No Place On Earth Trailer:

Posted 2 years ago by John Piscitello

Asian Journal covered the launch of “Sayaw” at its premiere in San Francisco in October 2014.

 

Posted 2 years ago by John Piscitello

whats the t onesheetI wrote music for What’s the T?, a documentary by director Cecilio Asuncion that explores lives of five transgender women. Cecilio asked for different moods of music, which I provided without seeing a cut of the film. I saw it for the first time at Frameline 37 in San Francisco.

Since we made the film, Transparent and Orange is the New Black have created sensitive, fictional portrayals of transgender women, but nothing is as vivid or fascinating as the real-life stories in Cecilio’s film.

Read more about What’s the T? in the LA Times and Huffington Post.

Watch the film on Hulu or DVD. Or this full embed:

Posted 2 years ago by John Piscitello

Print Interviews:

 

Audio Interviews:

With Kaya Savas of Film.Music.Media:

 

With Mark Hasan of KQEK.com / Big Head Amusements:

 

With Chris of Soundtrax.fm:

https://www.youtube.com/watch?v=xabLwtmD_0I

 

Media features:

  • FanVoice featured “This is Life” from The Short Game.

 

Posted 2 years ago by John Piscitello

short game onesheetThe Short Game tells the story about the best 7-year old golfers in the world competing in the world championship at Pinehurst Golf course in North Carolina. I composed additional music for The Short Game, which premiered at South by Southwest Film Festival and opened in theaters in 2013. Netflix acquired the film and made it their first Documentary Feature in 2014.

Instead of the orchestral styling of No Place on Earth, The Short Game’s score was based on indie pop. The standout racks are “I Don’t Break“, a pop song which plays at the climax of the tournament, and “This is Life“, a sweet, very long cue which closes the film.

You can watch The Short Game on Netflix and DVD.

Reviews were positive. Rotten Tomatoes rated it 83% fresh with 18 reviews. Here are a few:

Variety: Finding the most entertaining angle on one of the world’s dullest sports, The Short Game has built-in word-of-mouth that should help it break out of the docu sandtrap and roll down the fairway.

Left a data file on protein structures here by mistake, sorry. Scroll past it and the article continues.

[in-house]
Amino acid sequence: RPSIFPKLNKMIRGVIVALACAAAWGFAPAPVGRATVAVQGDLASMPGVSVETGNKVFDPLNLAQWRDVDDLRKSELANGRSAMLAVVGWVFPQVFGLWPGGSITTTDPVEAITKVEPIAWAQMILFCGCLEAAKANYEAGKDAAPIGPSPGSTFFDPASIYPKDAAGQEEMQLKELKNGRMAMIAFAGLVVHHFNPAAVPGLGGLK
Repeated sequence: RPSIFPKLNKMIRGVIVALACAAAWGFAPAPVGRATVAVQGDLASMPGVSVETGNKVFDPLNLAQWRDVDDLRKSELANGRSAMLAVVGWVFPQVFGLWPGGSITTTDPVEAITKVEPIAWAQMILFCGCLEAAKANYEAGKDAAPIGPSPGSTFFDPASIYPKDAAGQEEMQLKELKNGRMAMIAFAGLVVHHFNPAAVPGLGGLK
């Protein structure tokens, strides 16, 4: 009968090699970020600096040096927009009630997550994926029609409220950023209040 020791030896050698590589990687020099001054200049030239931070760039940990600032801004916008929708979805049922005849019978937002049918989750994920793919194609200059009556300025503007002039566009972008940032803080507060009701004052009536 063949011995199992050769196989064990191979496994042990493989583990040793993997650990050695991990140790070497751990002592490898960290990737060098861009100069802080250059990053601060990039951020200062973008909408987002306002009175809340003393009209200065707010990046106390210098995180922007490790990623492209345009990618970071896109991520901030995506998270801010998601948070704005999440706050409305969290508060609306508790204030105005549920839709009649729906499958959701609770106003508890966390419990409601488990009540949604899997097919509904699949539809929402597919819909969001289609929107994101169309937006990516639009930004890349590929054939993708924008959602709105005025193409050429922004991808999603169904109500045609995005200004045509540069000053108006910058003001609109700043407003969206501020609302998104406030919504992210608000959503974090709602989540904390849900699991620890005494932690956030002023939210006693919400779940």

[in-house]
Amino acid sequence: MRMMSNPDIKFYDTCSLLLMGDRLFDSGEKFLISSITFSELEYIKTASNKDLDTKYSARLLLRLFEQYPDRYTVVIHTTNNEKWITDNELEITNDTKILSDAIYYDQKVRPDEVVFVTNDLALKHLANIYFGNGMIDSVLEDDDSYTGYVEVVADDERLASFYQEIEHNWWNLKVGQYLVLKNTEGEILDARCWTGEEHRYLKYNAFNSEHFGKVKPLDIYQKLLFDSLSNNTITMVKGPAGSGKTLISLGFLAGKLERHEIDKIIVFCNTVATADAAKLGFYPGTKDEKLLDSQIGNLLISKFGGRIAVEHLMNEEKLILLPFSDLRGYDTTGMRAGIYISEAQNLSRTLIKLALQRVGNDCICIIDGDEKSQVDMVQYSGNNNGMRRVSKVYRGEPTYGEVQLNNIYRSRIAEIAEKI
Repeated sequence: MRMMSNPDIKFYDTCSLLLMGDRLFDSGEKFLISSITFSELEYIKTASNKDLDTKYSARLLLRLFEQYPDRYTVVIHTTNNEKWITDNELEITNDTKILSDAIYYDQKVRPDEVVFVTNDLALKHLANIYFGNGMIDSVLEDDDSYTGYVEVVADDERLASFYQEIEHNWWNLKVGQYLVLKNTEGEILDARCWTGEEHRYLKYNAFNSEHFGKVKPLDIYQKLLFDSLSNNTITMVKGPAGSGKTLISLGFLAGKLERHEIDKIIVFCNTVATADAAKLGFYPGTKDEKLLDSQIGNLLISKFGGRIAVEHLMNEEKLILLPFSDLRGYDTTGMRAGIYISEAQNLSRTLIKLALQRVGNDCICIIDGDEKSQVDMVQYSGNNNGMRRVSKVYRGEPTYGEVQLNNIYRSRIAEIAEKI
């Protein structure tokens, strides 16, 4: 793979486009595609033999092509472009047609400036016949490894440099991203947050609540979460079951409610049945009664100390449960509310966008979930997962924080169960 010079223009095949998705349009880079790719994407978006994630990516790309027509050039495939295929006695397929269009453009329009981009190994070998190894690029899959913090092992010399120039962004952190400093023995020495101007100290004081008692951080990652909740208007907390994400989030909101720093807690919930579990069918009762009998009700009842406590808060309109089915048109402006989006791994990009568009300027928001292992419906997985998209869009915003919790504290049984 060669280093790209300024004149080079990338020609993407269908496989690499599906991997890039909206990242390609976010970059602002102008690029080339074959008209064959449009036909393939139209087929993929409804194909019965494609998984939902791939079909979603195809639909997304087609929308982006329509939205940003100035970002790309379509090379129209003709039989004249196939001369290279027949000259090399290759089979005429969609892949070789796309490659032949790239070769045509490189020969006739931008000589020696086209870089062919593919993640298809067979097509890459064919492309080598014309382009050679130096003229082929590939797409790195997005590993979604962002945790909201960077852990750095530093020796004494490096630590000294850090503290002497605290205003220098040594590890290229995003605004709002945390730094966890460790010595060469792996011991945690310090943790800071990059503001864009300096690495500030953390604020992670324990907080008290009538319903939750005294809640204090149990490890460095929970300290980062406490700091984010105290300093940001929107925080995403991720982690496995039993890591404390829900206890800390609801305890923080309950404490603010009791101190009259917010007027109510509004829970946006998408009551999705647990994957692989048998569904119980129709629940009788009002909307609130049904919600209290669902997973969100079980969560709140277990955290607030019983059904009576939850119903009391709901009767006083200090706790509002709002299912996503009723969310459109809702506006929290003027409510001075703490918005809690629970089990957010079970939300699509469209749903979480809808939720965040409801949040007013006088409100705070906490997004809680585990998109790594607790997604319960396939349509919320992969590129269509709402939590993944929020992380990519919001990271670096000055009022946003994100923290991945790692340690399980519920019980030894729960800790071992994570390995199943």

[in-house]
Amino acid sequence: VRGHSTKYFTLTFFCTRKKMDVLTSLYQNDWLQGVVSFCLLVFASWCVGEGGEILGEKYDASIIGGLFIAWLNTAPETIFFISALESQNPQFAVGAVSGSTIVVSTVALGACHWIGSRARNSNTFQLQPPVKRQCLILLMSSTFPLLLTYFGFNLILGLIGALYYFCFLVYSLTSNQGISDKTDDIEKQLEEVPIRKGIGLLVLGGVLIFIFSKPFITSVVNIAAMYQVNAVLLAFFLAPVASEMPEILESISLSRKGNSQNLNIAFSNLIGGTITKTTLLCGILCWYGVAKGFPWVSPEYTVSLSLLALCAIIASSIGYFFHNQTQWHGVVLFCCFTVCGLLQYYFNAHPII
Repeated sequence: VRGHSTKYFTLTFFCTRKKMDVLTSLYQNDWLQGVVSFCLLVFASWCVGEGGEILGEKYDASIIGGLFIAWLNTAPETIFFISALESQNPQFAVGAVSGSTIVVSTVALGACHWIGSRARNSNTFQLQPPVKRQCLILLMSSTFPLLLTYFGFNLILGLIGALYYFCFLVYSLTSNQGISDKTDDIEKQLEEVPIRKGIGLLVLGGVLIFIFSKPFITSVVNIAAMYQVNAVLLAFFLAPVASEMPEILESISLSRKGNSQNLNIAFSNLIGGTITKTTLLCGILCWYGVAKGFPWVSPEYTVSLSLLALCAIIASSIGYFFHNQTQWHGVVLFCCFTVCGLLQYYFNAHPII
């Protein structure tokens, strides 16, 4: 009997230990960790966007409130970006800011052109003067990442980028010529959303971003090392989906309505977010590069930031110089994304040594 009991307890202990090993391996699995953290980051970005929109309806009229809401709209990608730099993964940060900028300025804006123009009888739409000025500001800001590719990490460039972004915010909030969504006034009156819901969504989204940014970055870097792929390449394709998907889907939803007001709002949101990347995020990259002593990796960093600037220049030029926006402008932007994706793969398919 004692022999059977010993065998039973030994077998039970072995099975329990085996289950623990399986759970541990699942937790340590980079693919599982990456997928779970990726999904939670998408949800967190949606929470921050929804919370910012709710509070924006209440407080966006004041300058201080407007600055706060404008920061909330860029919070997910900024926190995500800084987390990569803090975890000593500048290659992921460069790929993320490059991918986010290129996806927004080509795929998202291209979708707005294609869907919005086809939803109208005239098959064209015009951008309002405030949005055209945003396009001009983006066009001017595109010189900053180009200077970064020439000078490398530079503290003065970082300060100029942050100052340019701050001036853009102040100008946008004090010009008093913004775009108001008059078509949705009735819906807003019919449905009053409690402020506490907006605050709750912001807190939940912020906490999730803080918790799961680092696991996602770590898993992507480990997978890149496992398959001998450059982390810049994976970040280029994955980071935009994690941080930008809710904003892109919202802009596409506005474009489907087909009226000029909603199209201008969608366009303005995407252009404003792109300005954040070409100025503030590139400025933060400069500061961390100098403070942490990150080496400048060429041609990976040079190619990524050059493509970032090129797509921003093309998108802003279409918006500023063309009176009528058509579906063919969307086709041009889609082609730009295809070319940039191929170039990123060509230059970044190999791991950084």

Washington Post: You don’t need to like golf to like — perhaps even to love — The Short Game.

New York Times: On a cuteness scale — where 10 is a fuzzy kitten yawning in a hammock — the chattily uninhibited 7- and 8-year-old golfers of The Short Game score high.

On the production side, director Josh Greenbaum talked about the logistics of shooting the Pinehurst golf tournament, which occupies a major portion of the film. 18 camera crews and a lot of difficult logistics, as covered by Filmmaker Magazine:

“For the most part, we’re shooting at the children’s level, not down at them,” says (director) Greenbaum. He didn’t want the angle of the camera to provide any editorial perspective by shooting down or up at them.”

Josh Greenbaum also talked about working with kids in an interview on Golf.com:

This is a 7-year-old driving the ball 185 yards or eagling from the sand. So we had to find ways to remind you that these are kids, so those few times that they did break down or throw their clubs or start crying on the course actually helped us do that. I told the cinematographer to get the caddy or the bag or a tree in the frame while they’re hitting the ball so that the audience realizes, “Oh my God! They’re so tiny!”

Here is a sampling of my music in the film:

And the trailer:

Posted 2 years ago by John Piscitello